The Hon Mark Butler MP, Minister for Mental Health and Ageing. Transcript of address at the launch of Access All Ages—Older Workers and Commonwealth Laws, 30 May 2013, Parliament House, Canberra.
Thank you to the Attorney-General and Professor Croucher for hosting today’s event, and Susan Ryan for coming along and continuing the extraordinary work you’ve done in a relatively short period of time as the Age Discrimination Commissioner.
This for me as the Minister for Ageing is another report that confirms that we are a society that undervalues age in Australia. We’re a society that does not accord proper respect to older Australians, respect for the contribution that they’ve made over a very long period of time, raising their families, working hard and paying taxes, and building the community and the society that we enjoy today; but also respect for the contribution that older Australians can continue to make, and are continuing to make to our society irrespective of their age.
When I was first appointed Minister for Ageing by the Prime Minister a few years ago, my first interview was on a radio station in Adelaide. I was askedwhat are we going to do about the problem of ageing? I’ve since been asked how are going to deal with the burden of ageing? I’ve been asked by other journalists, how are we going to fix ageing? We have a very serious challenge in our community about the attitude we take to the extraordinary demographic shift that is underway.
The World Health Organisation, by contrast, describes the ageing process of communities, the fact that we are living about 25 years longer than we did 100 years ago, as one of humanity’s greatest triumphs. That is the work that Susan is trying to do, to try and get that frame, that picture across as a reflection of our appreciation of ageing.
There is, perhaps, no more significant aspect of our society in which there continues to be stigma, mythology, discrimination around ageing than Australian workplaces. Bill Shorten has had a lot to say about that as Minister for Workplace Relations over a long period of time.
This is in no-ones interest. It is most importantly not in the interests of older Australians themselves. Increasingly research and anecdotal evidence tells us that older Australians want more choice about how they interact with workplaces into their 60s and 70s. Recent research indicates that 60 per cent of people approaching the age of 65 would like to continue to work beyond the typical retirement age. Not necessarily in the same way or with the same hours that they worked through most of their employment, but often at a lower level of hours, and with more flexibility. But the message is that many want to continue to work.
The Human Rights Commission released research a year or two ago that indicated that the average older worker is worth about $2000 per year more than younger workers to employers because of lower absenteeism and better rates of retention. It’s not in the interests of individual employers to discriminate in the way we know too many employers do against people aged over 45. And for our broader employer community, it is not in their interests. Seven years ago, about 40,000 or 50,000 Australians reached the age of 65 every year. From 2011 onwards, that rate is more like 120,000 to 140,000 per year because of the ageing of the baby boomer generation. Increasingly if we are going to have a proper labour market supply for the next two or three decades, we are going to have to give people in their 60s more opportunity to continue to work if that is what they want to do. And the employer community needs to wake up to that.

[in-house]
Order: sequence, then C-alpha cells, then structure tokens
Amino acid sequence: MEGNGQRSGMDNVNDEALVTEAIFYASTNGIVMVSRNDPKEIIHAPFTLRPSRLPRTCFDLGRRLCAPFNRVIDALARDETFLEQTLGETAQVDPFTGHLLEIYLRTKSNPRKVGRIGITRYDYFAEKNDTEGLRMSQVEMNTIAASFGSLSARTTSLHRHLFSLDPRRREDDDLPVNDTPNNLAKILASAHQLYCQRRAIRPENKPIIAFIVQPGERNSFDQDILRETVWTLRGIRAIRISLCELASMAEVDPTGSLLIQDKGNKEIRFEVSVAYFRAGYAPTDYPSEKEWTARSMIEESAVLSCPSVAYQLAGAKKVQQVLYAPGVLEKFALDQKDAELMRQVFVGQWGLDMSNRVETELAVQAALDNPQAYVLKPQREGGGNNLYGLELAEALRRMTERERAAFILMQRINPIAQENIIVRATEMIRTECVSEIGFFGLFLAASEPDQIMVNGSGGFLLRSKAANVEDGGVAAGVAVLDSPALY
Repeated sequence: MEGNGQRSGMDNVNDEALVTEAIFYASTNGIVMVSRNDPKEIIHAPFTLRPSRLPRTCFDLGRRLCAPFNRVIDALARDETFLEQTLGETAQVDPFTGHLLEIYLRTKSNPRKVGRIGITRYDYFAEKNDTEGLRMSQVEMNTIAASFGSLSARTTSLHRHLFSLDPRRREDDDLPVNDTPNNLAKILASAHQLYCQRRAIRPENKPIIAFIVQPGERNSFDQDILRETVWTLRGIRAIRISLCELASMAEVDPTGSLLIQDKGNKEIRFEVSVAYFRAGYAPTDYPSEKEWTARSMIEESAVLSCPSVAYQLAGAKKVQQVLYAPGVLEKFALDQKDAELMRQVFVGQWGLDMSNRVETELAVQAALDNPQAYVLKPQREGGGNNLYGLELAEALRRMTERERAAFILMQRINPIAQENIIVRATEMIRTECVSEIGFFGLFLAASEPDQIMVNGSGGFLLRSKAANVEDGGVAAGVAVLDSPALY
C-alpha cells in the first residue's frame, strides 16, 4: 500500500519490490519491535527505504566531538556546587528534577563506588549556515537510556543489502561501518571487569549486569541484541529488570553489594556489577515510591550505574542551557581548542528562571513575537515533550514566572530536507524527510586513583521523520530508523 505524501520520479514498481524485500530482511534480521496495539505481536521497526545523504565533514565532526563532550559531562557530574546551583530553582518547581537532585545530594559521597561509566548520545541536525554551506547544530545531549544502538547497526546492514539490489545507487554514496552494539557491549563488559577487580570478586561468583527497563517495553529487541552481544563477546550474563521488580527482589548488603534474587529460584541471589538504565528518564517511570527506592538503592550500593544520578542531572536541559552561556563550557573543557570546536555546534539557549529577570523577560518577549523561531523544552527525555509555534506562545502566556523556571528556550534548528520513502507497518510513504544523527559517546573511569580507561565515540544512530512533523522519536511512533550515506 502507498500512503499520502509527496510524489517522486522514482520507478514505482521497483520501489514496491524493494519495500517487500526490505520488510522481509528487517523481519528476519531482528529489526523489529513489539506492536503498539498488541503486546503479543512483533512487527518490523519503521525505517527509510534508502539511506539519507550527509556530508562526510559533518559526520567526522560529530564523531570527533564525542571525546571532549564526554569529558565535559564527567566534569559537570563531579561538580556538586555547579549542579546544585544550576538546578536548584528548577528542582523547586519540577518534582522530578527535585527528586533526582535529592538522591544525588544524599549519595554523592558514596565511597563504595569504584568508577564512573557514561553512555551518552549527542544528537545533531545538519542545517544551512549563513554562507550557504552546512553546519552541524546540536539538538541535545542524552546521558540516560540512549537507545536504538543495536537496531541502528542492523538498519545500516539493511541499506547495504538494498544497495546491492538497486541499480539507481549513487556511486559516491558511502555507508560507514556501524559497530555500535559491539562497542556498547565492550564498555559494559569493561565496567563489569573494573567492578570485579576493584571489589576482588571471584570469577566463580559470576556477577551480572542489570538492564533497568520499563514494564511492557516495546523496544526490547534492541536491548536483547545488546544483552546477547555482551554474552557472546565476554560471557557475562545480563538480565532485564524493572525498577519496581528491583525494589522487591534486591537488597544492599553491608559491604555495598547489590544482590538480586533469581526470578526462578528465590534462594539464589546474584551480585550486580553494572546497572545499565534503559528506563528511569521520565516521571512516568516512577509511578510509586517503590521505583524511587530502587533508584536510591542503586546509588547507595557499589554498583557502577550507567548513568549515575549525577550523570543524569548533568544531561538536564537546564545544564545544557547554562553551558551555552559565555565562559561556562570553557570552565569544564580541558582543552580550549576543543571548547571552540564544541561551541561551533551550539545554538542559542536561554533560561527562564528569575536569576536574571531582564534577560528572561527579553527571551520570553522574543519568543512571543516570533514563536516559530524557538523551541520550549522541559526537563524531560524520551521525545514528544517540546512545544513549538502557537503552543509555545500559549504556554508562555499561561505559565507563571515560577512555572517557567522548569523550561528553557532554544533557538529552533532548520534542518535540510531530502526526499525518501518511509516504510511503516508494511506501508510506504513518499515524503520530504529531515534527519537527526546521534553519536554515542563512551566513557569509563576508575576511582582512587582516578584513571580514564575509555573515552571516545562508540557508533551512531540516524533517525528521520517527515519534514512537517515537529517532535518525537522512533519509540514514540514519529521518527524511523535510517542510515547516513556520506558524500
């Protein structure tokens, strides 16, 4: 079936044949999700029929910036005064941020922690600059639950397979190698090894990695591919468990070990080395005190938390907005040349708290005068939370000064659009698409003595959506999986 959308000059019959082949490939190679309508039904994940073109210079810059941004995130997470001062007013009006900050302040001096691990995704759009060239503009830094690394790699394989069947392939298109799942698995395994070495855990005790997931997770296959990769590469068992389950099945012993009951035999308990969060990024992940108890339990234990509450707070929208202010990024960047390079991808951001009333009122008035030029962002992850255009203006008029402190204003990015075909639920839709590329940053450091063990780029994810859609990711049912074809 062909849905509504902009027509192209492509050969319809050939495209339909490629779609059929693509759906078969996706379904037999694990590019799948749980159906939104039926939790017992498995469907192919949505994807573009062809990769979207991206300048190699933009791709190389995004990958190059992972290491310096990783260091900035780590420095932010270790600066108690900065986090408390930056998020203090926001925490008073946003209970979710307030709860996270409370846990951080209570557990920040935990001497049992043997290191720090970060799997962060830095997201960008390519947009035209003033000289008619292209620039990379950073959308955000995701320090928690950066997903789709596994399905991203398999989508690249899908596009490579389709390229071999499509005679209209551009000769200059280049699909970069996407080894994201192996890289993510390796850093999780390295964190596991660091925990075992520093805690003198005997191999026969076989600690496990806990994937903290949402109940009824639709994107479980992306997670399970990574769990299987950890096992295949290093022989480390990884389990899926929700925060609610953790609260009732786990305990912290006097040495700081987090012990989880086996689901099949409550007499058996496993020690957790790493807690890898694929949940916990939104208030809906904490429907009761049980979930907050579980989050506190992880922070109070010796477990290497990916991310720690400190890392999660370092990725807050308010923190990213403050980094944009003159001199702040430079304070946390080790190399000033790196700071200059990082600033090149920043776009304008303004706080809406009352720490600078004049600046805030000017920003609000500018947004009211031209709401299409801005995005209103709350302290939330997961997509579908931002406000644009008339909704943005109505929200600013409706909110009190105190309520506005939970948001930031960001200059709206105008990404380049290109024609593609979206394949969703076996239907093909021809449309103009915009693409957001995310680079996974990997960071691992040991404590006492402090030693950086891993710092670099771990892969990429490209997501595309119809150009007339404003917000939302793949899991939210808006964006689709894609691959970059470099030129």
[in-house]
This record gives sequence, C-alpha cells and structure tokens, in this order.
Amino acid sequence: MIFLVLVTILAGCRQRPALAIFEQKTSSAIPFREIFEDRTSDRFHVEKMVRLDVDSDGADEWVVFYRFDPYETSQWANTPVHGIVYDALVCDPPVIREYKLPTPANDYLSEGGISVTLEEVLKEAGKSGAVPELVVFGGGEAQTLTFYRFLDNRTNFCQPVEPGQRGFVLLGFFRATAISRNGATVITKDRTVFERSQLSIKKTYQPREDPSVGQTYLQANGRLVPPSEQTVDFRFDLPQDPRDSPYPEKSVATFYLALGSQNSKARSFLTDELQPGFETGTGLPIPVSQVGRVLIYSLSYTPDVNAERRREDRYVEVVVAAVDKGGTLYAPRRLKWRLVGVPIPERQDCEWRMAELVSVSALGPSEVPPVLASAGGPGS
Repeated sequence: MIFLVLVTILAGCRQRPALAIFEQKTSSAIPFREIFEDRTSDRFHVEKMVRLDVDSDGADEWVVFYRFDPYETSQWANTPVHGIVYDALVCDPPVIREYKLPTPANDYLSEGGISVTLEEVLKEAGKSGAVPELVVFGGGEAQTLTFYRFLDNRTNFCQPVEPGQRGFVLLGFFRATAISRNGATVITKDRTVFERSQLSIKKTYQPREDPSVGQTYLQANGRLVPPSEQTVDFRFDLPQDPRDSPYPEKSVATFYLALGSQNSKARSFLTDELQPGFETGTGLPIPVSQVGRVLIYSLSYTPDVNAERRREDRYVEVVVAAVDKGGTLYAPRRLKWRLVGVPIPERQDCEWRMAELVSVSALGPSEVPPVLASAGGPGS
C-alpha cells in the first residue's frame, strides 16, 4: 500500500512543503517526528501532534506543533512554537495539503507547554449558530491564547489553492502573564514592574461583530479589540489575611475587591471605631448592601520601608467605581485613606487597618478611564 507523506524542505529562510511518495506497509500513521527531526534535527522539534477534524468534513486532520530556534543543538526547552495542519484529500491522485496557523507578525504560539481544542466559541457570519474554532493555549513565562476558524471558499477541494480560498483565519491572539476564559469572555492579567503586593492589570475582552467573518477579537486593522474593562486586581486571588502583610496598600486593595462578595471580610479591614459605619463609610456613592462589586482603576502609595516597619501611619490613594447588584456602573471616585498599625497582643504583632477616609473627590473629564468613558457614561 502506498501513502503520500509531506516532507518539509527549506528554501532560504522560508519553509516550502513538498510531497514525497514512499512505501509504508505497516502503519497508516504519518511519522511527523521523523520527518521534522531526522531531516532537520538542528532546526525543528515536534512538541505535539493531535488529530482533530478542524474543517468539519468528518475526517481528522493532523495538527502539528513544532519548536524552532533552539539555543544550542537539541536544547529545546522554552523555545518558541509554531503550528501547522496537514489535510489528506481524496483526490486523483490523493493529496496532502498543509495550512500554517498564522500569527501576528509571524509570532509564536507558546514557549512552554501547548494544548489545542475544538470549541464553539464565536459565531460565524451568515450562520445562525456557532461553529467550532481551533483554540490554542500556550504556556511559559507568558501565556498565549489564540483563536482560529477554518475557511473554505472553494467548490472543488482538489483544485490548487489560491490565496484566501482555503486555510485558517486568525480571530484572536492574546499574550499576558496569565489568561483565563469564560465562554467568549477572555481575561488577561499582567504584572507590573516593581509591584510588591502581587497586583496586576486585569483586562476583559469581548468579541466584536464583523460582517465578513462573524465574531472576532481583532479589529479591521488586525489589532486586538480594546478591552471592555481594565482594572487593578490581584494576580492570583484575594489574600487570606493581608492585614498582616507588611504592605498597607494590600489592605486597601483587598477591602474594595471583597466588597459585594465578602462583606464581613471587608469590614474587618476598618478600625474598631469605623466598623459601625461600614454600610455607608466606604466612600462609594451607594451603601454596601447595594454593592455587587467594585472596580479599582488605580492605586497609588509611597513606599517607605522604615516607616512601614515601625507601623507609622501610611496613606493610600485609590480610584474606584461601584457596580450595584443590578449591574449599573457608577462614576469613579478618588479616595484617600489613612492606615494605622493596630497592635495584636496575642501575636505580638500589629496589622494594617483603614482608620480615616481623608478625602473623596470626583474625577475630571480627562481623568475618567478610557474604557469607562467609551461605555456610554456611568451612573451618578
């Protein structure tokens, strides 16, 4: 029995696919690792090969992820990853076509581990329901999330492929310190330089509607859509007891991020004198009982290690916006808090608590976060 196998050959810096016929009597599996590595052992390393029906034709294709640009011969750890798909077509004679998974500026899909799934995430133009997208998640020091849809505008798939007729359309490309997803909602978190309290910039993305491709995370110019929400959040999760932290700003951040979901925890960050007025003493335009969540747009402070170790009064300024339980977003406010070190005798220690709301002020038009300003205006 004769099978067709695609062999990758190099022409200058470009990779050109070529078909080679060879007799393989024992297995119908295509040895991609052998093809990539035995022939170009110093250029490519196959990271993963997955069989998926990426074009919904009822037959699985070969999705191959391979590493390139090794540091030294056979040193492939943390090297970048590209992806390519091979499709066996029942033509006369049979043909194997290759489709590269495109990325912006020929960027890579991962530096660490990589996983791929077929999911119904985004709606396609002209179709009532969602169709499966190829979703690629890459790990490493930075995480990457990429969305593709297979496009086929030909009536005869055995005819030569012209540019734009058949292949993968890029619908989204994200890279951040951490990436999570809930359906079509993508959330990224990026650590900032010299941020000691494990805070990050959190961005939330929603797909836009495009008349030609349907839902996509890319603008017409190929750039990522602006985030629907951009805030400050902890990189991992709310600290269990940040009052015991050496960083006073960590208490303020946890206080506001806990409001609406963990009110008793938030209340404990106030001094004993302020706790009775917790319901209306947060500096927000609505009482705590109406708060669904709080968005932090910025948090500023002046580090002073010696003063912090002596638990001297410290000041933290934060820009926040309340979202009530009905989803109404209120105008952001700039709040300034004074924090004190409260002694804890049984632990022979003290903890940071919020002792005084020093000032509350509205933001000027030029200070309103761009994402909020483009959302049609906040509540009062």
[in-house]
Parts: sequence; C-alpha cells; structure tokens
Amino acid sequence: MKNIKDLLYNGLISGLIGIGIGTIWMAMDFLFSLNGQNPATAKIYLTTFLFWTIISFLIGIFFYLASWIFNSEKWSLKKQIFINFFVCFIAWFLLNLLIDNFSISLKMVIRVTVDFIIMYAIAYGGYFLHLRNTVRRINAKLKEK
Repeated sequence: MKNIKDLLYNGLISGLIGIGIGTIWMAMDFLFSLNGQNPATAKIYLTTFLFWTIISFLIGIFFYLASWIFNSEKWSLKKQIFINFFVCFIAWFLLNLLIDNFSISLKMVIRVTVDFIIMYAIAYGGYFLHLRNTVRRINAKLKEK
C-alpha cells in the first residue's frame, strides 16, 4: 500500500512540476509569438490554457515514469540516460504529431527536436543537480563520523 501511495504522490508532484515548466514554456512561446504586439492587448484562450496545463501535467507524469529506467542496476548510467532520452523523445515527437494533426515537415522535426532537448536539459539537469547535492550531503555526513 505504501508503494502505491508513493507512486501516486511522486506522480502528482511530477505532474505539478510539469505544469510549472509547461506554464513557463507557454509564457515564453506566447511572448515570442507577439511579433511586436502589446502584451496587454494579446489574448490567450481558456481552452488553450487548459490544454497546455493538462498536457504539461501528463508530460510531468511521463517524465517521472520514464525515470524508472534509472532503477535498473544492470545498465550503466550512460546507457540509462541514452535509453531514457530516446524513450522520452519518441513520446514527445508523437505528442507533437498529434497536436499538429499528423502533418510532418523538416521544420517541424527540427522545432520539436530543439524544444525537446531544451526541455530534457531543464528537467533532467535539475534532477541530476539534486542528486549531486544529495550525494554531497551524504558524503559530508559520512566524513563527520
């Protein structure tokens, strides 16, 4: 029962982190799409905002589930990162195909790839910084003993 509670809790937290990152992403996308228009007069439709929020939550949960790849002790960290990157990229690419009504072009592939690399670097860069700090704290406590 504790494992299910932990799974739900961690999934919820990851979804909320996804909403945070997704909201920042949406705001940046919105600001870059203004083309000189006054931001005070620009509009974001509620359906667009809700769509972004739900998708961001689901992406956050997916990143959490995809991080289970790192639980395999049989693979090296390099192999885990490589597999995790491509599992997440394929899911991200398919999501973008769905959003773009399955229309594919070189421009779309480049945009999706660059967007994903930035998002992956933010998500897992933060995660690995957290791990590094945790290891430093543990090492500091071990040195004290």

But most importantly I think from a broader societal point of view, and Bill Shorten referred to this in the context of mental health, the greatest tragedy around this extraordinary achievement we’ve made as a society to live longer, to add these 25 years of life expectancy, would be if older Australians spent those 25 years feeling undervalued. Feeling like they didn’t have real choice about how to spend those years of retirement, including if they want to continue to be able to participate in the workforce.
Workplaces are a very clear reflection of our broader society. The composition of our workplaces and the values pursued in workplaces are a reflection of our society. This report confirms that we still have a lot of work to do in the area of older workers. Thankfully, Susan Ryan and Noeline Brown, our Ambassador for Ageing, and many, many like them , many represented in this room, are working day in and day out to change this ongoing cultural stigma we have in Australia around age, and this report’s a wonderful addition to that understanding.
Thank you very much for coming along today.